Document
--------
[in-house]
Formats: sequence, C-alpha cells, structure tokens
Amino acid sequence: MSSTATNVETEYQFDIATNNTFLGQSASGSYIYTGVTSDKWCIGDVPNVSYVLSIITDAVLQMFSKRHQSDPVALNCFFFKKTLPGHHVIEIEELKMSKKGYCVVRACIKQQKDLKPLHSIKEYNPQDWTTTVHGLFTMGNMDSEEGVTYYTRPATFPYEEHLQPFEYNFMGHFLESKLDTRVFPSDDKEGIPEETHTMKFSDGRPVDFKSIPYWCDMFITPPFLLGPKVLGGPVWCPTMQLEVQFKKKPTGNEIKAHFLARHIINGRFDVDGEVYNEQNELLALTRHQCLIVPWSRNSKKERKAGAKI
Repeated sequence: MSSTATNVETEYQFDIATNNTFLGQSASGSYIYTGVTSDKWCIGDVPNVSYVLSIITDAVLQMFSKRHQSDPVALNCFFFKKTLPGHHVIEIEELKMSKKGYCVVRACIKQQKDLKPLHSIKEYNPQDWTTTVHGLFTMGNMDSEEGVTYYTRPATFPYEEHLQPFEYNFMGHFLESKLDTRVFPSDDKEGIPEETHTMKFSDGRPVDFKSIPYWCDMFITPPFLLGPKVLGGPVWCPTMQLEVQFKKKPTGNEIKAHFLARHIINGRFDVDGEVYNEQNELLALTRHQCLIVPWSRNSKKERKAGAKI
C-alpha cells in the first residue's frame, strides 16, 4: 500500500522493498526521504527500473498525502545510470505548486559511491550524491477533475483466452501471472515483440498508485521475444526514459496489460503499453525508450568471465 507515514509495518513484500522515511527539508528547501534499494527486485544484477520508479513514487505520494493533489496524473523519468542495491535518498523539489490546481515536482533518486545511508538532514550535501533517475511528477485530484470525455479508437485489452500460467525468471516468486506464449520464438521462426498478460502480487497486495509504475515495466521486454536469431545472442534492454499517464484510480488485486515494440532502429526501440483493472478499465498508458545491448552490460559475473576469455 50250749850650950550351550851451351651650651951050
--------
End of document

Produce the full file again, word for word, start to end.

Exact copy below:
[in-house]
Formats: sequence, C-alpha cells, structure tokens
Amino acid sequence: MSSTATNVETEYQFDIATNNTFLGQSASGSYIYTGVTSDKWCIGDVPNVSYVLSIITDAVLQMFSKRHQSDPVALNCFFFKKTLPGHHVIEIEELKMSKKGYCVVRACIKQQKDLKPLHSIKEYNPQDWTTTVHGLFTMGNMDSEEGVTYYTRPATFPYEEHLQPFEYNFMGHFLESKLDTRVFPSDDKEGIPEETHTMKFSDGRPVDFKSIPYWCDMFITPPFLLGPKVLGGPVWCPTMQLEVQFKKKPTGNEIKAHFLARHIINGRFDVDGEVYNEQNELLALTRHQCLIVPWSRNSKKERKAGAKI
Repeated sequence: MSSTATNVETEYQFDIATNNTFLGQSASGSYIYTGVTSDKWCIGDVPNVSYVLSIITDAVLQMFSKRHQSDPVALNCFFFKKTLPGHHVIEIEELKMSKKGYCVVRACIKQQKDLKPLHSIKEYNPQDWTTTVHGLFTMGNMDSEEGVTYYTRPATFPYEEHLQPFEYNFMGHFLESKLDTRVFPSDDKEGIPEETHTMKFSDGRPVDFKSIPYWCDMFITPPFLLGPKVLGGPVWCPTMQLEVQFKKKPTGNEIKAHFLARHIINGRFDVDGEVYNEQNELLALTRHQCLIVPWSRNSKKERKAGAKI
C-alpha cells in the first residue's frame, strides 16, 4: 500500500522493498526521504527500473498525502545510470505548486559511491550524491477533475483466452501471472515483440498508485521475444526514459496489460503499453525508450568471465 507515514509495518513484500522515511527539508528547501534499494527486485544484477520508479513514487505520494493533489496524473523519468542495491535518498523539489490546481515536482533518486545511508538532514550535501533517475511528477485530484470525455479508437485489452500460467525468471516468486506464449520464438521462426498478460502480487497486495509504475515495466521486454536469431545472442534492454499517464484510480488485486515494440532502429526501440483493472478499465498508458545491448552490460559475473576469455 50250749850650950550351550851451351651650651951050